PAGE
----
SCREAM AND SCREAM AGAIN
On the other hand, neither does Scream and Scream Again contain enough to call it an undiscovered masterpiece. Gordon Hesslers direction is at best workmanlike. Some of the usually cited gems of imagery like when artificial man Michael Gothard escapes by leaving his hand inside a handcuff that is attached to a police car grille and then kills himself by jumping into the vat of acid are routinely directed and would not have seemed that wild had not genre reviewers drawn attention to them. On the other hand, the image that works best is the nightmare-like one of the man who wakes up in a hospital bed, each time finding that another of his limbs has been surgically removed.
Scream and Scream Again is certainly an ambitious film in the number of genres it tries to straddle at once it is trying to appeal to then the fad for Anglo-horror with its vampire-like killer and particularly its big name horror cast Christopher Lee, Peter Cushing and Vincent Price; it is also trying to be a spy film with its cutaways to shadowy goings on in Whitehall and foreign countries; it is trying to be a swinging 60s London film; and finally it unveils itself as a paranoid science-fiction thriller that hearkens back to Quatermass 2/The Enemy from Space (1957) with its alien takeover of British bureaucracy. Ultimately, despite its modern surroundings and paranoia politics, Scream and Scream Again is squarely an old-fashioned mad scientist film. The films one moment of megalomaniac glory is Vincent Price arrogantly claiming: God is dying all over the world. Man invented Him, but Man doesnt need Him anymore. Man is God now as a matter of fact he always was. Disappointing usage is made of the name horror cast, particularly Peter Cushing who gets to appear for only a single scene before being killed off.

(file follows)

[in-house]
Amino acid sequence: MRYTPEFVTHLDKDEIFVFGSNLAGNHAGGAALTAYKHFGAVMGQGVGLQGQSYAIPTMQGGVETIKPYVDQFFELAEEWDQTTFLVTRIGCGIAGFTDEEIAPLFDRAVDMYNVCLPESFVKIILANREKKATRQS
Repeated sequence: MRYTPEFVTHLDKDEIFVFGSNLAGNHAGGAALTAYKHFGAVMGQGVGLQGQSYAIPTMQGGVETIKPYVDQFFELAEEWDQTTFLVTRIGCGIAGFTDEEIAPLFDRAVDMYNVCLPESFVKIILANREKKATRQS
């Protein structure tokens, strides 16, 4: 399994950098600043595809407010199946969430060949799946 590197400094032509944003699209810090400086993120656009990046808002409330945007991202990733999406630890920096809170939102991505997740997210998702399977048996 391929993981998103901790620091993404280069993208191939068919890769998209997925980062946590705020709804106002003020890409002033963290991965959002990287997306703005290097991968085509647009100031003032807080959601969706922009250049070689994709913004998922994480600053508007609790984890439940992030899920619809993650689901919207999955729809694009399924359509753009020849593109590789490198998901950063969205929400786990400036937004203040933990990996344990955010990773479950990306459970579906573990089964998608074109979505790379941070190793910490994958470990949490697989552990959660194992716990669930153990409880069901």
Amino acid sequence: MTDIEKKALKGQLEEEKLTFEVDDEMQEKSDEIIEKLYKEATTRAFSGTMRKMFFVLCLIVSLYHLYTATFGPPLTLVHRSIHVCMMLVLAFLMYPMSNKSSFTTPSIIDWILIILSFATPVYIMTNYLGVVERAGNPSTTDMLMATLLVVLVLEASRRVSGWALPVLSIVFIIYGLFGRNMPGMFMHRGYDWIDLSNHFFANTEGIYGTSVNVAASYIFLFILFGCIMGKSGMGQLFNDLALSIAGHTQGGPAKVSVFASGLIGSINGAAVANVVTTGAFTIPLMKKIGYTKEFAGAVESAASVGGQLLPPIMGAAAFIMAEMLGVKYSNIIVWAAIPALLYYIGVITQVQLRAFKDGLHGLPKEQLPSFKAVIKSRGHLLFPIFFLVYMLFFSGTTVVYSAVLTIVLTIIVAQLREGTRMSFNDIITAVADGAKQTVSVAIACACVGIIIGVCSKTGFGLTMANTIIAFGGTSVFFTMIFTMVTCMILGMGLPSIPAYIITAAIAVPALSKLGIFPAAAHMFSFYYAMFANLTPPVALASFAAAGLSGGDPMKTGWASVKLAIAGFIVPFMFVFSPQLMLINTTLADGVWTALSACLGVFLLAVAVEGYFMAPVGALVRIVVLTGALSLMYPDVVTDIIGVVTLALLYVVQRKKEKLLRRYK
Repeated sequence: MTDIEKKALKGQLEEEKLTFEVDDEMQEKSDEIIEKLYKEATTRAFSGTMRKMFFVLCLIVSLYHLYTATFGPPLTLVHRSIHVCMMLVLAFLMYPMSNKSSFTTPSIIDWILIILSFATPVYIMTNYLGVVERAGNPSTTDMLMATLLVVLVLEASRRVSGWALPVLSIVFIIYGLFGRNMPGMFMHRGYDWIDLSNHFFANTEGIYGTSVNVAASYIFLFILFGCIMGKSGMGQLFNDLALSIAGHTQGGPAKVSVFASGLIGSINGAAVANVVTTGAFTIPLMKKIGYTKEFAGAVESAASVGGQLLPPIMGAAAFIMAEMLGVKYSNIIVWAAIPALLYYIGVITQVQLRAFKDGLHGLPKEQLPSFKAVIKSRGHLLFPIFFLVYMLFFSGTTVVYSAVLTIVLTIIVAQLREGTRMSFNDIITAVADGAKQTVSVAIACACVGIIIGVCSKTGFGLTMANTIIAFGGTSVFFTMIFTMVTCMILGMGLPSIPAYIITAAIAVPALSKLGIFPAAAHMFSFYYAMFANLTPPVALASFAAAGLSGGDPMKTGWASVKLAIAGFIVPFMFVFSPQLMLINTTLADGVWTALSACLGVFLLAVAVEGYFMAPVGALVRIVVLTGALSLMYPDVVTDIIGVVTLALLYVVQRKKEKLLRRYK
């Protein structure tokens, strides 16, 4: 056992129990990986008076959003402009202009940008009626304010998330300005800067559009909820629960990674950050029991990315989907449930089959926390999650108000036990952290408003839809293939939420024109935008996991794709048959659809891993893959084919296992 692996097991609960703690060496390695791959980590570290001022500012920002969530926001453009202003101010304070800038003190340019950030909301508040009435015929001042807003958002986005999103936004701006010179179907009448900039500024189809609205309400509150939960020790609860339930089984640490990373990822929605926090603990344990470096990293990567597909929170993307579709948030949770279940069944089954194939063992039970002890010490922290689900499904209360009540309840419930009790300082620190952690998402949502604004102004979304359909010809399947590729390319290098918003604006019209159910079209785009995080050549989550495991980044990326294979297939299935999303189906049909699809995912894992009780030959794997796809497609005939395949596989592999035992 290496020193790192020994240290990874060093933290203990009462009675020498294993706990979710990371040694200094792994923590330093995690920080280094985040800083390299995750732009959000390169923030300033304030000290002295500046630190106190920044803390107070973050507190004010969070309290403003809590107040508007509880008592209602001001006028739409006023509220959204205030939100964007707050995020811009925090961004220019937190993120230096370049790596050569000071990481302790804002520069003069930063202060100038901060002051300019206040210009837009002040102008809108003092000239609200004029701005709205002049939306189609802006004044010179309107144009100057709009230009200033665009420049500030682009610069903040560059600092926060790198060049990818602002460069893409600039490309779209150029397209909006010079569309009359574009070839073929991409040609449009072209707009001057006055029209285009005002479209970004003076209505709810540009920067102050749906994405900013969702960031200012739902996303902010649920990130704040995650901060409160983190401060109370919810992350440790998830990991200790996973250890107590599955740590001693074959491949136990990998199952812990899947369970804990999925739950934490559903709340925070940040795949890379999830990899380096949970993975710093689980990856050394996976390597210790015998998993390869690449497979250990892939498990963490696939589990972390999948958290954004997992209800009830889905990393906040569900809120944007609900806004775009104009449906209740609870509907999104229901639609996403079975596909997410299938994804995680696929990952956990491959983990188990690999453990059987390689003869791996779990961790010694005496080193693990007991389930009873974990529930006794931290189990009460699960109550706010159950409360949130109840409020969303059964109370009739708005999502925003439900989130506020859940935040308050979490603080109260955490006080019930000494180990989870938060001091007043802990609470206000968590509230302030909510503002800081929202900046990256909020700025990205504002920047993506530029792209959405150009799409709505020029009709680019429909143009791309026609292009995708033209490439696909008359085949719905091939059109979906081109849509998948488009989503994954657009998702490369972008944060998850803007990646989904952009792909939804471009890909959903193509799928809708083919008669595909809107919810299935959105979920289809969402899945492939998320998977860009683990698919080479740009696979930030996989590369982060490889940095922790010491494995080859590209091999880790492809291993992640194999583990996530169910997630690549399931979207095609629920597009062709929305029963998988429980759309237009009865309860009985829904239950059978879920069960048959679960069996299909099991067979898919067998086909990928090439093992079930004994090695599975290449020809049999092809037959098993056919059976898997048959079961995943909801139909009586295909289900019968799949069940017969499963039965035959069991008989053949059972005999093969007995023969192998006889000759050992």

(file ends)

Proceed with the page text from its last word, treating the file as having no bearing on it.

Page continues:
Director Gordon Hessler made a number of films during the Anglo-horror cycle and after, including The Oblong Box (1969), Cry of the Banshee (1970), Murders in the Rue Morgue (1971), the classic fantasy film The Golden Voyage of Sinbad (1973), the tv movie Scream Pretty Peggy (1973), the tv movie The Strange Possession of Mrs. Oliver (1977), Kiss Meets the Phantom of the Park/Kiss in the Attack of the Phantom (1978) and the ghost story The Girl in a Swing (1988).
Screenwriter Christopher Wicking also developed a modest career in the British horror film, writing the scripts for Gordon Hesslers The Oblong Box, Cry of the Banshee and Murders in the Rue Morgue, as well as other Anglo-horror efforts such as Venom (1971) and Dream Demon (1988), and the Hammer films Blood from the Mummys Tomb (1971), Demons of the Mind (1972) and To the Devil a Daughter (1976).